Death of Terry Donnelly in Boston shocks communities home and abroad
As I heard at least six times during my time at the wake, it shouldn’t happen and it’s not fair. Sadly, though, it does happen and the proof is all too evident in the trauma the Donnelly family, Gortnasaor have had to endure since they received the shocking news of the death at just 42 of Terry.
Terry, with no history of any medical problems whatsoever, died in his Boston home on the morning of Thursday, August 9 as he was preparing himself for another day at his work in the catering business.
By the time the ambulance arrived he had died. The many friends he had in his adopted homeland of Philadelphia, quite a few of whom were also from back home in Ireland, were devastated - and also faced the additional hardship of somehow having to break the news to his devoted father John and brothers John Justin and Chris back in Dungannon and his loving mother Marie Toal from Moy, who now lives in Australia.
Within hours shock, disbelief and sorrow was visited upon the community here where he grew up before departing for Australia - before settling down in Boston.
Any death which comes without warning brings overwhelming grief for the family, of course, but in this case that was all compounded by the fact that their loss had come six thousand miles away on the other side of the Atlantic ocean. And for his father John, there was an especially harrowing degree of helplessness in that a medical condition prevented him from jumping on a plane to be with his late son as soon as physically possible.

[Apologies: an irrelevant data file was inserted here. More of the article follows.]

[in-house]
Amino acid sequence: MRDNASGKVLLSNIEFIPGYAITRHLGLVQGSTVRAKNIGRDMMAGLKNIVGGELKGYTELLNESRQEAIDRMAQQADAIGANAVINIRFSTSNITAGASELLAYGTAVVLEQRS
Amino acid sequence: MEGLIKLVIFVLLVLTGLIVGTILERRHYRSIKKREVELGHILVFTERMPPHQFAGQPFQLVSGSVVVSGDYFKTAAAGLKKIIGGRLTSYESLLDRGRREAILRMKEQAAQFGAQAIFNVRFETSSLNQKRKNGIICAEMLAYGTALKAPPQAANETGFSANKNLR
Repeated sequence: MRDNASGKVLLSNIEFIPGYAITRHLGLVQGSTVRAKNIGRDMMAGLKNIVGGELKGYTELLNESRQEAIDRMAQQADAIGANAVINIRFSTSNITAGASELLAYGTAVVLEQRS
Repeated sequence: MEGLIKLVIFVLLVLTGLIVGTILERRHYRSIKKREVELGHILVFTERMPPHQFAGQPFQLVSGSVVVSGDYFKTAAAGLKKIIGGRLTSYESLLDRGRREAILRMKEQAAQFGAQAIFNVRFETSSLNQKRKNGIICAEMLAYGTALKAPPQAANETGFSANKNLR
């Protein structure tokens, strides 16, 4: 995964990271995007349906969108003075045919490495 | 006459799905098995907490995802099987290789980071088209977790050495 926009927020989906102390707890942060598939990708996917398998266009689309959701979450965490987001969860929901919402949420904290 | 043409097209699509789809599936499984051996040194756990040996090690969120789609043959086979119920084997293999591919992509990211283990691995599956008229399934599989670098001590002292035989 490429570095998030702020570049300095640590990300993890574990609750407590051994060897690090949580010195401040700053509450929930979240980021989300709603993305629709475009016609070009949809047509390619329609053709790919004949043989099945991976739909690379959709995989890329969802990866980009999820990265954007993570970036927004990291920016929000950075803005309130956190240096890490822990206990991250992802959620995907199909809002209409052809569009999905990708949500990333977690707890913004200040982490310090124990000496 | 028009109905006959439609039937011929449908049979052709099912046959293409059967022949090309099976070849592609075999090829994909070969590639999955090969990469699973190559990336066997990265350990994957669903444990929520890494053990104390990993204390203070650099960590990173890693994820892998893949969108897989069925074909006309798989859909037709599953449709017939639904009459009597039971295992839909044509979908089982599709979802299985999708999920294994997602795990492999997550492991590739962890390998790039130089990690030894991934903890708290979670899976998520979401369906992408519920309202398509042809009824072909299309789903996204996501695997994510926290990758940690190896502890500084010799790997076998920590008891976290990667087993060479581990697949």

Fortunately, however, there was a degree of comfort because help was at hand, thankfully very close by Terry, in the shape of some very special pals.
“Gerry and Kristen Burns very kindly accompanied the remains on the journey home and they, along with many others, deserve our most grateful thanks and appreciation for the way they took charge of a very difficult situation when Terry died” said John Justin, the eldest brother.
“But there were so many of his friends who all rallied round to have a wake and a Mass in Boston and, remarkably, they had arrangements in place to have him starting the journey home in just four days - which is unheard of.
“That was such a comfort for the family, who had initally feared it could possibly run into three weeks or more” he added.
It would be wrong of me to try to name all those involved for fear of causing disappointment by leaving someone out, but they weren’t craving public gratitude, they were doing it for their great pal.
At the Requiem Mass on Friday week, Father O’Neill paid a moving tribute to Terry, whom he described as not just a brother but the best friend of John Justin and Chris, including amongst his acknowledged qualities those of being principled, kind, good and loving.
The curate recounted how a whole new chapter in Terry’s life began the day he set out for Australia and caught the permanent itchy feet of a man who loved to travel.